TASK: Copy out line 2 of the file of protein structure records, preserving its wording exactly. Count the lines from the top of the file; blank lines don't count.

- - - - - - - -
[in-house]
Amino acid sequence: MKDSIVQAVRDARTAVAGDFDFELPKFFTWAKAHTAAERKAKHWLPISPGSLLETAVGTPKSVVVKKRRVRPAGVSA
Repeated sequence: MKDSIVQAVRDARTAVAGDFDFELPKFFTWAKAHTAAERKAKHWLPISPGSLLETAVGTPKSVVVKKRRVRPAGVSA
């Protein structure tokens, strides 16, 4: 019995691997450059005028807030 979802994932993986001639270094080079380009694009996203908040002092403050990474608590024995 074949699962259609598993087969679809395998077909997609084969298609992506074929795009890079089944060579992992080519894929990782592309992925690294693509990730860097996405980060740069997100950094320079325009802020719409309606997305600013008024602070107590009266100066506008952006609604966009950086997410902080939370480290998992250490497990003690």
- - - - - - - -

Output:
Amino acid sequence: MKDSIVQAVRDARTAVAGDFDFELPKFFTWAKAHTAAERKAKHWLPISPGSLLETAVGTPKSVVVKKRRVRPAGVSA